Now for mixing. Have your water in the container you want to mix in. Add the plaster to the water ensuring plaster is submerged. Let it soak for a minute, then mix. With small batches like this using a spoon or paint mixing stick is just fine. I'm using a small mixing tool because one, I made it, and two because I tend to be
The mixing tool shown in the drill in photo 5 is from my Instructable called Plaster Mixer - Made Easy, Easily Made.
Step 4: Pouring the Mold Bottom
This step is easy.
Pour the entire mix in the mold. Knock the mold against the table a few times to even it out and help release trapped air. When the plaster starts to get thick, place the egg in the centre. For candles place with the bottom down. Place the egg top down for all other castings. Only push as far as the mark we made on the egg. This will leave a small ridge around the egg, and that's what we want.
Take a half-hour break then move to the next step.
Step 5: Pouring the Mold Top
Next we pour the top of the mold. This is the easiest part. Wait, wasn't the last step the easiest? Well, you be the judge.
Repeat Step 3 where we mixed the plaster.
Get that tube like thing we made in Step 2 and hold it on top of the egg as shown in the photo. Once you have the tube held comfortably and securely pour the plaster in the mold. Ensure the liquid plaster flows to all sides as evenly as you can. It doesn't have to be absolutely perfect.
Now, take another 30 minute break while the plaster sets.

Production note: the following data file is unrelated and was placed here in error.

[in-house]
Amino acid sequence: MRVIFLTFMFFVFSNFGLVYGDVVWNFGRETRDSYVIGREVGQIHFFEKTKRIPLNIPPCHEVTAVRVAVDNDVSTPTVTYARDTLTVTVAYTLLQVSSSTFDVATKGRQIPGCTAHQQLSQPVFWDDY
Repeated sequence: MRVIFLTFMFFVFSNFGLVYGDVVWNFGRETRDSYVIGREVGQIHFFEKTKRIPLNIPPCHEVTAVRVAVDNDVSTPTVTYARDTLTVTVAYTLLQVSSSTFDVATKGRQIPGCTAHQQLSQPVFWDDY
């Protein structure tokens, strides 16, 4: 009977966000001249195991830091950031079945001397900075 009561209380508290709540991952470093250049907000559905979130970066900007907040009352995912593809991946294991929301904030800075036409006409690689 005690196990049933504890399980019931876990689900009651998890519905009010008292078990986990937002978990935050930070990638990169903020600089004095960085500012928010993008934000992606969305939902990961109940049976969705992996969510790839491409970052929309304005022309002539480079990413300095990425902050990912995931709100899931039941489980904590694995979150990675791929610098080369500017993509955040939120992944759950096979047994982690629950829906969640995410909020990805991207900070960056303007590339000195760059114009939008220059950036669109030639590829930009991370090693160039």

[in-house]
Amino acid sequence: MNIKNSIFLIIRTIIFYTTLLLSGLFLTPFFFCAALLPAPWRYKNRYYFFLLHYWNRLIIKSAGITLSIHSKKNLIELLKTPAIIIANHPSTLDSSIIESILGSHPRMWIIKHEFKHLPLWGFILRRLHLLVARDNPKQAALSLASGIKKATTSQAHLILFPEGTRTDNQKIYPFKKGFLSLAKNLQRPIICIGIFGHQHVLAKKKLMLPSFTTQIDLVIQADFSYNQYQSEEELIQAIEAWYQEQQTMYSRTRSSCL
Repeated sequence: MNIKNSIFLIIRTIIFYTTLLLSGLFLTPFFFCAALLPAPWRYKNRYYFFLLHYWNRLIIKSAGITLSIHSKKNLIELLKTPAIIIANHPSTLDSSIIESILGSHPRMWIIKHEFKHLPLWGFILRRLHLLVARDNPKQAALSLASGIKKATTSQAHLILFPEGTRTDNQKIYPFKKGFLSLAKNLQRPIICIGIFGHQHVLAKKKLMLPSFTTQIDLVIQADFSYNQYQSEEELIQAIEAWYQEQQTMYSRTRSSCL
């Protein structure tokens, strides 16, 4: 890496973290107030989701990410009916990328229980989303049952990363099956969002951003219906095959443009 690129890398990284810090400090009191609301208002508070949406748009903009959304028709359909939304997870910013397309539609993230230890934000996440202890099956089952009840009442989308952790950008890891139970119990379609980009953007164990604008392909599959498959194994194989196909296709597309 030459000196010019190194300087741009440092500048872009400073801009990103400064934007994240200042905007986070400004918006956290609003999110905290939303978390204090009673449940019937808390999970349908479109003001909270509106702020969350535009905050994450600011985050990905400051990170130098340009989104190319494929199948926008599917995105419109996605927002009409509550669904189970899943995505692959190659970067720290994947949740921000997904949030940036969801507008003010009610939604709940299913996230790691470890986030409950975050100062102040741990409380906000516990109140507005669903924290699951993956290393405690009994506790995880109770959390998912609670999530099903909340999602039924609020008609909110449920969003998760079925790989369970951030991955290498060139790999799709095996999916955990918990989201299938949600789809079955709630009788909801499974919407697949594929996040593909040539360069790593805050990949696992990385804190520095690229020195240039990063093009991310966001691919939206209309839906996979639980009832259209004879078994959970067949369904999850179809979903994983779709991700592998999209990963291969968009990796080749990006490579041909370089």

Step 6: Final Step
The plaster may still feel damp, and maybe even warm. That's OK.
Grab the paper tube and twist. It should come out easily.
Cut the container off. If the two parts don't easily separate then let your mold dry some more. Say, another half-hour. If you are as impatient as I then you will at this stage take a flat blade screwdriver and a small hammer. Place the screwdriver in the crack between halves and lightly tap. Or let it dry some more.
Now, while it is still damp you can clean up edges with your knife. Furrow out the opening where the tube was to make a small funnel. This is where you will pour whatever materials you are casting. See photo.
Step 7: Bonus: Casting Ideas
Cast anything. Seriously. Results may vary but the important thing is having fun.
I cast a wax candle, plaster, and glycerin soap. The soap didn't turn out so well. I read that you can slowly melt glycerin soap in the microwave. My soap must have had some weird additive because the photo below that looks like cotton candy, well, that was my soap. It blew into this big pink bubble and then fell flat. Smelled nice at least.
For chocolate just line each side with foil and cast without putting the mold together. Clean up each side when hardened and fuse together with heat.
For plaster be sure to use a release compound on the sides or the new plaster can fuse to the mold. Also, I recommend pouring the bottom then right away put the top mold piece on and pour the rest. This is because it can be hard to get plaster to all parts of the egg, so this just helps you part of the way. Also, you may have to add plaster as the stuff you poured dries as it tends to leave a void in the centre.
Clay would work well too. Just mix with water to create a slurry and pour. This will leave a hollow void just as the plaster does, however this may be a plus.
There. That's it. You don't even need big bunny ears to do this.
Post in the comments what you have cast, especially if strange.
Now go have fun.